But that’s just the beginning of it, Rick Huckstep of the Digital Insurer is absolutely right that “This is what insurance is meant to be: mutuality in the pooling of shared risk.” He argues that “the industry has lost its way with the evolution of mass scale personal lines in the 20th century. The profit motive has gotten in the way of trust; the insured and the insurer are both chasing the same dollars. And now, their interests are no longer mutual but are misaligned. The insured wants a helping hand and to be ‘made whole.’ The insurer wants to satisfy its duty to shareholders.” This is true to an extent even with mutual companies with no shareholders, the existing model of every other insurance carrier puts the customer’s interests against the carriers interests at least to some extent. While Lemonade is a full on risk bearing carrier, they have eliminated the existing dilemma of every other carrier: Lemonade takes a 20% cut of the premium as a fee, and that’s it. If you have a loss, you get paid for it (immediately and without questions) and if you don’t have losses, and your policy produces a profit, it gets donated to the charity of your choice.
The claims process is also amazing. You open the app, tell it you had a claim, answer a couple of questions, sign on the screen, record a quick video explaining what happened and you get paid, on the spot, immediately.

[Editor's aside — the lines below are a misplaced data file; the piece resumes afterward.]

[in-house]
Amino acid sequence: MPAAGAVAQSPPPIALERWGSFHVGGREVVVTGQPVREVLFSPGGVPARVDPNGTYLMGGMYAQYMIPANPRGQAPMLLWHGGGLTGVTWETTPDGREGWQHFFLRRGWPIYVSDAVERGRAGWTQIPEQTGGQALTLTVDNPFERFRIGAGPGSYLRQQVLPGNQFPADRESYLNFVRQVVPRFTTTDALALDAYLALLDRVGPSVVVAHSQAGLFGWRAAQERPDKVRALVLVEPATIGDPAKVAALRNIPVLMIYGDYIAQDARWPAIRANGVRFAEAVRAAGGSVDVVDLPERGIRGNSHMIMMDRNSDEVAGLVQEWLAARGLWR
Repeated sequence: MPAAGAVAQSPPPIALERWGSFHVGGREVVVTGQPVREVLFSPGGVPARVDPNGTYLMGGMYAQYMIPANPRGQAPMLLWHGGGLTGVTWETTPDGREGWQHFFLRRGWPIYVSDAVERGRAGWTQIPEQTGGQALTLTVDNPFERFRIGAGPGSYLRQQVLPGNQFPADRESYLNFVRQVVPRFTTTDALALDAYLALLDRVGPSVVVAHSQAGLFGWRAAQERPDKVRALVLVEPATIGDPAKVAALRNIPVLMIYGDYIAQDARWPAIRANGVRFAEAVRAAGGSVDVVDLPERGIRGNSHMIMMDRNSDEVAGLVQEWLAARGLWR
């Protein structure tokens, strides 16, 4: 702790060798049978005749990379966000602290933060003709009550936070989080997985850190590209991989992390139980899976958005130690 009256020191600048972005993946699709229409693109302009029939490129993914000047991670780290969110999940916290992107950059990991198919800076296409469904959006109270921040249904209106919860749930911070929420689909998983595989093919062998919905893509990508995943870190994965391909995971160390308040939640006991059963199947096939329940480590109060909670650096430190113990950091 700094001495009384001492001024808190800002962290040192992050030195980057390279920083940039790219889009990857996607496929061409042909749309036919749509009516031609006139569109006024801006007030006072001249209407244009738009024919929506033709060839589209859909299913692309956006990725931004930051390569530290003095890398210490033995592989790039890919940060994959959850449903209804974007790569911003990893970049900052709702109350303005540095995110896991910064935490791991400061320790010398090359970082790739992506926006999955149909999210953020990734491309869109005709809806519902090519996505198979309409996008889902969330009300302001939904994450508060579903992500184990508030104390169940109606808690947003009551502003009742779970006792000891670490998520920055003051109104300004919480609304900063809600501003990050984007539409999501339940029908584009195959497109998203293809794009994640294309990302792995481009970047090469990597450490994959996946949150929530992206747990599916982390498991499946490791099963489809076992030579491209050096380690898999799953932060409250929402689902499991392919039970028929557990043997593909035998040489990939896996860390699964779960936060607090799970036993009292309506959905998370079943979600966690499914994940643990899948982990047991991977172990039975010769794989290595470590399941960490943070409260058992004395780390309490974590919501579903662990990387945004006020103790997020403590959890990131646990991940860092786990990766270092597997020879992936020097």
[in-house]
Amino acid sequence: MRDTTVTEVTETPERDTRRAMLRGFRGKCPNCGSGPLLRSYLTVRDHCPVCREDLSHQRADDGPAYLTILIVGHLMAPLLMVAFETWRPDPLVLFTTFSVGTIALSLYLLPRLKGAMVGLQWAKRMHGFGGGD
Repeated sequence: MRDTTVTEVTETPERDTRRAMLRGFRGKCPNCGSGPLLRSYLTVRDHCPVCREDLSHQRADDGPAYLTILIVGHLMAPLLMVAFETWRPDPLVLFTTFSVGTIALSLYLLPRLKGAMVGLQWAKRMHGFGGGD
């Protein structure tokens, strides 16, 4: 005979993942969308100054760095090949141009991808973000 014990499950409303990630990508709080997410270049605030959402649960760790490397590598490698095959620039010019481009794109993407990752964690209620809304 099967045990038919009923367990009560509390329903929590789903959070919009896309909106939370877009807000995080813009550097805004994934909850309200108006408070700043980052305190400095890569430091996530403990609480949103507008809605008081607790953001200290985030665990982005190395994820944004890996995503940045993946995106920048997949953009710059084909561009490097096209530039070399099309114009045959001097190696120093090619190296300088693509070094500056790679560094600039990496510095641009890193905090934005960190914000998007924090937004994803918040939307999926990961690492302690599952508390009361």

Oh and by the way, they’re A rated and reinsured by Lloyds of London.
The second video explains the science that makes it all work and has a great line: “Insurance that is a social good not a necessary evil.” This tag line is going to be killer awesome. Also, very interesting that they explicitly explain what Geico’s “15 minutes can save you 15% or more” line has always meant: there are no brokers or agents involved.
Nobody explains it better than Dan Ariely, Behavioral Economics Expert, Duke Professor and Lemonade’s Chief Behavioral Officer. “In the very structure of the old insurance industry, every dollar your insurer pays you is a dollar less for their profits. So when something bad happens to you, their interests are directly conflicted with yours. You’re fighting over the same coin. Basically if you tried to create a system to bring out the worst in people, you would end up with one that looks a lot like the current insurance industry.”
And a fantastic commercial making it all crystal clear to the customer:
Make no mistake, Lemonade will expand beyond New York, and we’d expect it to be in all 50 states within the next 5-7 years at the very latest, probably faster, and they will also expand beyond Renter’s and Home Owners.
A lot of questions remain open: Will they have decent underwriting results? Will the underwriting results even matter given their fee based structure? Will they be able to come up with an equally genius model for Auto insurance? How about commercial insurance?
A couple of things are absolutely certain: Millenials have no issue leaving legacy insurance companies and will be thrilled to try this out; and our industry has changed forever, this is the new bar we will get compared to from now on. How will your company compete?
About Antonio Canas
Tony started in insurance in 2009 and immediately became a designation addict and shortly thereafter a proud insurance nerd. He has worked in claims, underwriting, finance and sales management, at 4 carriers, 6 cities and 5 states. Tony is passionate about insurance, technology and especially helping the insurance industry figure out how to retain and engage the younger generation of insurance professionals. Tony is a co-founder of InsNerds.com and a passionate speaker.